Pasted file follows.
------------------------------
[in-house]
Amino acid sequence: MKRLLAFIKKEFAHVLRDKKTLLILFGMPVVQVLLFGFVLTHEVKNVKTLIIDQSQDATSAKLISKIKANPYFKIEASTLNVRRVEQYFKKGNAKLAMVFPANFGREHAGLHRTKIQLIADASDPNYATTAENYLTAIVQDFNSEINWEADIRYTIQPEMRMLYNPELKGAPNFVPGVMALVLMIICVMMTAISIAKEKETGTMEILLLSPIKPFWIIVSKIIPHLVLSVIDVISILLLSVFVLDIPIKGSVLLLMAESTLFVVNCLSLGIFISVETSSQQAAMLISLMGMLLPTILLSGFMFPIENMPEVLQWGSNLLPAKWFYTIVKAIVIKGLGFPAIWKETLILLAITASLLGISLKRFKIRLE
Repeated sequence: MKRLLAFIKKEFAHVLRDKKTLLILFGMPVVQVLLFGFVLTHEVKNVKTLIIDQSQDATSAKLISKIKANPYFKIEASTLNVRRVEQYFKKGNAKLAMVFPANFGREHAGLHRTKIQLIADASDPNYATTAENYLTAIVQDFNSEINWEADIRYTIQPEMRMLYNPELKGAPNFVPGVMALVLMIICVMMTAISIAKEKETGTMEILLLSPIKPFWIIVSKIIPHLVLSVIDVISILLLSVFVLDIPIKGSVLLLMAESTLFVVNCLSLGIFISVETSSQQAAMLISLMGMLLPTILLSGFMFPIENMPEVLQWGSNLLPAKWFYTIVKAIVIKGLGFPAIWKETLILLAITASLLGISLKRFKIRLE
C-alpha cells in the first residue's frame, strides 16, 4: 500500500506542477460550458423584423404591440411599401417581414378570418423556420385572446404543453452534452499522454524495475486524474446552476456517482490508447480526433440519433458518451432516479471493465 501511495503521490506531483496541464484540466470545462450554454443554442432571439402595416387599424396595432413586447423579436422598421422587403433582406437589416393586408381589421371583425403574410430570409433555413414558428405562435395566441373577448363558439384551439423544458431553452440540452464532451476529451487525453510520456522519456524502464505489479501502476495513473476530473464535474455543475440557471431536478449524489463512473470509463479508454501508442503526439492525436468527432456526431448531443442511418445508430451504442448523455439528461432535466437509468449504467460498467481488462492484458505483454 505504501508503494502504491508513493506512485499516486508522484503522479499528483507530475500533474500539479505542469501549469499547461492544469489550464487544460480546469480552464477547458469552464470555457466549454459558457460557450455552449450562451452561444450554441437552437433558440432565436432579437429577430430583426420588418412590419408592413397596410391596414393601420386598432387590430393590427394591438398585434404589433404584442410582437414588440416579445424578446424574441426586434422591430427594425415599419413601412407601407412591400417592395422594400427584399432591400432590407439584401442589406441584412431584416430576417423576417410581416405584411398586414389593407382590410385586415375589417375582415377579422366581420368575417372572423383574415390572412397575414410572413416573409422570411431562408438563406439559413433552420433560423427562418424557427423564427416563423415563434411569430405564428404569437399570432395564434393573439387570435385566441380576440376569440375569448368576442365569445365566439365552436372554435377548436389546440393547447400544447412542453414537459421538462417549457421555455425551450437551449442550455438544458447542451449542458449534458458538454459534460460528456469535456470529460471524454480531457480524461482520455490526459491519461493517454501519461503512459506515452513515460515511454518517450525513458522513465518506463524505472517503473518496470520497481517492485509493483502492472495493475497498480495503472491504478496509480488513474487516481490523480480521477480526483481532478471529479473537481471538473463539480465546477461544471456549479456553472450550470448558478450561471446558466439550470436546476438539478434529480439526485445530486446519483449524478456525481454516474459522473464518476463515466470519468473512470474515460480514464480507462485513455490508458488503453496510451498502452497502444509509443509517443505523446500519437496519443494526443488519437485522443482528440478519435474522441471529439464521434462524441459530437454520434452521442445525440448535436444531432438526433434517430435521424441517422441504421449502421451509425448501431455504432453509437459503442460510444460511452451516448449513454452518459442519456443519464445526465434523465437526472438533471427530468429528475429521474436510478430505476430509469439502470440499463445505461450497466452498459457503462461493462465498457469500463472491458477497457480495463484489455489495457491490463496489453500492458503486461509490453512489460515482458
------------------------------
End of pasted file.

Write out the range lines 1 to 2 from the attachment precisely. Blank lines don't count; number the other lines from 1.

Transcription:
[in-house]
Amino acid sequence: MKRLLAFIKKEFAHVLRDKKTLLILFGMPVVQVLLFGFVLTHEVKNVKTLIIDQSQDATSAKLISKIKANPYFKIEASTLNVRRVEQYFKKGNAKLAMVFPANFGREHAGLHRTKIQLIADASDPNYATTAENYLTAIVQDFNSEINWEADIRYTIQPEMRMLYNPELKGAPNFVPGVMALVLMIICVMMTAISIAKEKETGTMEILLLSPIKPFWIIVSKIIPHLVLSVIDVISILLLSVFVLDIPIKGSVLLLMAESTLFVVNCLSLGIFISVETSSQQAAMLISLMGMLLPTILLSGFMFPIENMPEVLQWGSNLLPAKWFYTIVKAIVIKGLGFPAIWKETLILLAITASLLGISLKRFKIRLE